Going-to-the-Sun Road

RED LODGE POST

Okay, so you are going to Glacier National Park. Your journey will take you through the center of the park on Going-to-the-Sun Road, an iconic mountain highway.  Going-to-the-Sun Road runs west to east from the town of West Glacier to Saint Mary, Montana, over a distance of about 53 miles. The road passes through America’s most spectacular wilderness country.

Glacier Park
Wonders in Glacier National Park. Photo courtesy U.S.G.S.

Glacier is a land of mountains. Pushing up toward the clouds, mountain peaks near Going-to-the-Sun Road reach elevations as high as 10,014 feet (Mount Siyeh) and are often in view. That gorgeous mountains, pristine alpine lakes, and alpine valleys and meadows are all bundled together is a huge part of the allure of Glacier National Park.

Going-to-the-Sun Road was constructed in the early part of the 20th century, and it opened for the public in 1933. After eleven years of construction, 1921-1932, the road was completed. Drivers will experience a narrow, winding road, with some hairpin curves along the way. This is a two-lane and paved road, an engineering masterpiece.

Going to the Sun mountain goat
Mountain goats welcome visitors to Glacier National Park. Photo courtesy U.S. National Park Service.

Going-to-the-Sun Road features spectacular scenery in every direction, mountains, forests, waterfalls, alpine lakes, rock walls, and alpine valleys. Mountain goats, bighorn sheep, bald eagles, grizzly bears, and other wildlife live here and can often be seen not far from the road.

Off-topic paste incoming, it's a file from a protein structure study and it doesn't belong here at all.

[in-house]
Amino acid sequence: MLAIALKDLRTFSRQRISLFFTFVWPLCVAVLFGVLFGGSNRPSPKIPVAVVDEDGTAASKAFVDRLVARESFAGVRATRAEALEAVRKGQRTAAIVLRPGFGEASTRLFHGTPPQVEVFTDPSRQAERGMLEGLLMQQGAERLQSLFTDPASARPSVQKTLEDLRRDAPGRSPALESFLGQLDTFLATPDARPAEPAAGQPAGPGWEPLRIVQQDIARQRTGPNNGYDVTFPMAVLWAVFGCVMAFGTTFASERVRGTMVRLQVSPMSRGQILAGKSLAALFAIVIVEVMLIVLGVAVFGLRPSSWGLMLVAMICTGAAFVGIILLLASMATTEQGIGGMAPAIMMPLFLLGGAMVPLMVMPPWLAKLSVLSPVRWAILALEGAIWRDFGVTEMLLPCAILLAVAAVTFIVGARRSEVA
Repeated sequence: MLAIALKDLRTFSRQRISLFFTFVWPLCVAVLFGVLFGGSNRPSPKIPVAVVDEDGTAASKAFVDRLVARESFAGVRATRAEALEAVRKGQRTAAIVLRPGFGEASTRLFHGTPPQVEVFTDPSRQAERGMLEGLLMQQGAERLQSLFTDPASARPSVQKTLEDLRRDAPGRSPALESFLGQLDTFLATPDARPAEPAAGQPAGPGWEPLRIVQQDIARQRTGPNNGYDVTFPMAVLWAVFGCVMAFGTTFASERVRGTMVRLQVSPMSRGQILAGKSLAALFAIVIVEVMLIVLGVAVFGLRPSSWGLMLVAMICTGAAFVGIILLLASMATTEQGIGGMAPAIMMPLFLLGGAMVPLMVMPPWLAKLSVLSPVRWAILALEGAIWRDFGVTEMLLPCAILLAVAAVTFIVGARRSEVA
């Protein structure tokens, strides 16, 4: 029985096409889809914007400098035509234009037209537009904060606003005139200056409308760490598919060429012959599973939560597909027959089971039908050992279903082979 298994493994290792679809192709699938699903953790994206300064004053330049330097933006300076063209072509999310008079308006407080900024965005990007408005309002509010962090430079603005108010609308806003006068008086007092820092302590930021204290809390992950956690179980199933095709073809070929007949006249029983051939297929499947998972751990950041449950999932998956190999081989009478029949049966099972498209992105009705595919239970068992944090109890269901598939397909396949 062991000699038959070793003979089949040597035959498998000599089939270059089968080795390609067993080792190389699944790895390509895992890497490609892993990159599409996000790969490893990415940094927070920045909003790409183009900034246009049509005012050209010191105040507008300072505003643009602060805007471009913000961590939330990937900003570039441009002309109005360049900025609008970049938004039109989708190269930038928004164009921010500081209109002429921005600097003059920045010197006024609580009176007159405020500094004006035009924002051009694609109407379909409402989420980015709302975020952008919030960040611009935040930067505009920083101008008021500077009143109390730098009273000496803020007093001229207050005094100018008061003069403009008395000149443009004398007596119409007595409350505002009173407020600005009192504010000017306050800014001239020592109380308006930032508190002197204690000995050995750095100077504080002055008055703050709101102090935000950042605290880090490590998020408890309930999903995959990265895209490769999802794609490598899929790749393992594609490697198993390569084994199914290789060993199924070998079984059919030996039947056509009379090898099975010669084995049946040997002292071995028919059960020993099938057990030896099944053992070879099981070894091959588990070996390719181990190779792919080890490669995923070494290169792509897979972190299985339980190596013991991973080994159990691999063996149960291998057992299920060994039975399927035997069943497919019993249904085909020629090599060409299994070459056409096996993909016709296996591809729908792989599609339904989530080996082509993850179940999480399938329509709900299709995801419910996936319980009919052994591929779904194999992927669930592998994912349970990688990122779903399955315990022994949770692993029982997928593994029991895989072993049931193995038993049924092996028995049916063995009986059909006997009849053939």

Historic lodges and engineering marvels, such as tunnels and bridges, add to the wonder of it all. Many scenic outlooks along the road allow motorists to stop, take pictures, and simply enjoy.

From the Park’s entrance near the town of West Glacier (3,198 feet in elevation), Going-to-the-Sun Road follows McDonald Valley for several miles in a northeasterly direction, gradually gaining in elevation until the road reaches about 3,572 feet in elevation.

At this point, the road veers sharply to the northwest toward an area called the Loop. Here the road runs northwest for a short distance before it abruptly turns back to the southeast and continues in a southeasterly direction toward Logan Pass.

At the beginning of the Loop (elevation 3,572), the road starts its ascent up the side of the mountains. Along a path of several miles, Going-to-the-Sun Road increases in elevation, as it hugs to the side of the mountains, until it reaches Logan Pass at 6,646 feet elevation.

From the head of the Loop, going in a southeasterly direction, Going-to-the-Sun Road starts to get scary for some drivers. Along the shoulder of the road (passenger side of car), a steep cliff goes down slope, several hundred feet in many areas.